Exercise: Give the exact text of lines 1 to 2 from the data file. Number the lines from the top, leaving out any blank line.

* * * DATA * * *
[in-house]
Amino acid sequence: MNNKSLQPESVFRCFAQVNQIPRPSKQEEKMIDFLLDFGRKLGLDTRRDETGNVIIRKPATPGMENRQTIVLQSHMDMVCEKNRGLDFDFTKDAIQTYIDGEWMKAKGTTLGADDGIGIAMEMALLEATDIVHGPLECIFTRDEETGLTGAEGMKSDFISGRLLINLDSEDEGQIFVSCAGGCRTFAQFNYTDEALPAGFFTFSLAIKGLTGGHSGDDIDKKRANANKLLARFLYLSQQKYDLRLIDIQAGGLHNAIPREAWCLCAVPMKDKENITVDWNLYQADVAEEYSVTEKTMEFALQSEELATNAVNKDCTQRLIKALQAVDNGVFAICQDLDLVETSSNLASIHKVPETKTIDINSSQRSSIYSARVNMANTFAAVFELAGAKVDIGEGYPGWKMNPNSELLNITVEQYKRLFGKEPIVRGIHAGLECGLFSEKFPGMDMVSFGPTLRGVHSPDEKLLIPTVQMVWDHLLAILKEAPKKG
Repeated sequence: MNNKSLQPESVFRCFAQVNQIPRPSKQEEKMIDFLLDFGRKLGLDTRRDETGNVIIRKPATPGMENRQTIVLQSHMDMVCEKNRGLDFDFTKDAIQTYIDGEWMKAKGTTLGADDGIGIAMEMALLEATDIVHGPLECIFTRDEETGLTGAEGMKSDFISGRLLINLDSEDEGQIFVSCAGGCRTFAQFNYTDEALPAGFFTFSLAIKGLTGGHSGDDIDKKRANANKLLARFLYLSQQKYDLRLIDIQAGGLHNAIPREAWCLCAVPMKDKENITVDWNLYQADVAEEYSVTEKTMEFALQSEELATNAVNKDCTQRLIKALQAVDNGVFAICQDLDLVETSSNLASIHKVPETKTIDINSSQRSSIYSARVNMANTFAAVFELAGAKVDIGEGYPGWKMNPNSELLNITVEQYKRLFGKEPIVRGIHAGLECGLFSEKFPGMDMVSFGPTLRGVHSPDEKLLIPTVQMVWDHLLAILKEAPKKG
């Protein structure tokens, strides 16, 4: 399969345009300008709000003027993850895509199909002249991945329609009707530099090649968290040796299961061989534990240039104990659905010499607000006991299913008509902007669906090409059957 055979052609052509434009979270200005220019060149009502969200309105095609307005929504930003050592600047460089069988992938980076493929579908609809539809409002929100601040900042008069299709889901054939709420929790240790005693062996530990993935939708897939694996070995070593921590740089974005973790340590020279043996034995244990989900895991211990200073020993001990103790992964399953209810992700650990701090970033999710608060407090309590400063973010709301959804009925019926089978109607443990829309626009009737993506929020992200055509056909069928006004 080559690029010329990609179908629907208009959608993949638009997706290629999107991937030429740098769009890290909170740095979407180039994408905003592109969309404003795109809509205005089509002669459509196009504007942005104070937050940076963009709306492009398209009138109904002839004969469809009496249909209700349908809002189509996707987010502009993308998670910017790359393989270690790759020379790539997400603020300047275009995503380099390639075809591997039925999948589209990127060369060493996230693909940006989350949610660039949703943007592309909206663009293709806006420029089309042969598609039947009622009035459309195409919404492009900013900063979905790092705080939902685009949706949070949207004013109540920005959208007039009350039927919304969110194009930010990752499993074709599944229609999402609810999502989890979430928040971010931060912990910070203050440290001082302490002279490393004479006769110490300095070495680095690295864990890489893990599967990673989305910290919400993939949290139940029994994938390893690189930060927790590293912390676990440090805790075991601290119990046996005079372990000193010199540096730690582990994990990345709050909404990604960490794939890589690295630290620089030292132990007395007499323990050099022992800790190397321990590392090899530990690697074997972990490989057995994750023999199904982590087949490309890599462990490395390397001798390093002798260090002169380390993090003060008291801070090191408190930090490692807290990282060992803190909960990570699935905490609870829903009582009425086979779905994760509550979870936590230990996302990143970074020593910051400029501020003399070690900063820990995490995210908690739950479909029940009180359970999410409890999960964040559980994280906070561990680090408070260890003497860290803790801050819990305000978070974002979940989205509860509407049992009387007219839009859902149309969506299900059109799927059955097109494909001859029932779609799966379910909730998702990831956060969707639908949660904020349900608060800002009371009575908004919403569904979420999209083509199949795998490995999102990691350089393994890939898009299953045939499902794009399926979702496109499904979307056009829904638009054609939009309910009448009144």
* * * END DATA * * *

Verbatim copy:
[in-house]
Amino acid sequence: MNNKSLQPESVFRCFAQVNQIPRPSKQEEKMIDFLLDFGRKLGLDTRRDETGNVIIRKPATPGMENRQTIVLQSHMDMVCEKNRGLDFDFTKDAIQTYIDGEWMKAKGTTLGADDGIGIAMEMALLEATDIVHGPLECIFTRDEETGLTGAEGMKSDFISGRLLINLDSEDEGQIFVSCAGGCRTFAQFNYTDEALPAGFFTFSLAIKGLTGGHSGDDIDKKRANANKLLARFLYLSQQKYDLRLIDIQAGGLHNAIPREAWCLCAVPMKDKENITVDWNLYQADVAEEYSVTEKTMEFALQSEELATNAVNKDCTQRLIKALQAVDNGVFAICQDLDLVETSSNLASIHKVPETKTIDINSSQRSSIYSARVNMANTFAAVFELAGAKVDIGEGYPGWKMNPNSELLNITVEQYKRLFGKEPIVRGIHAGLECGLFSEKFPGMDMVSFGPTLRGVHSPDEKLLIPTVQMVWDHLLAILKEAPKKG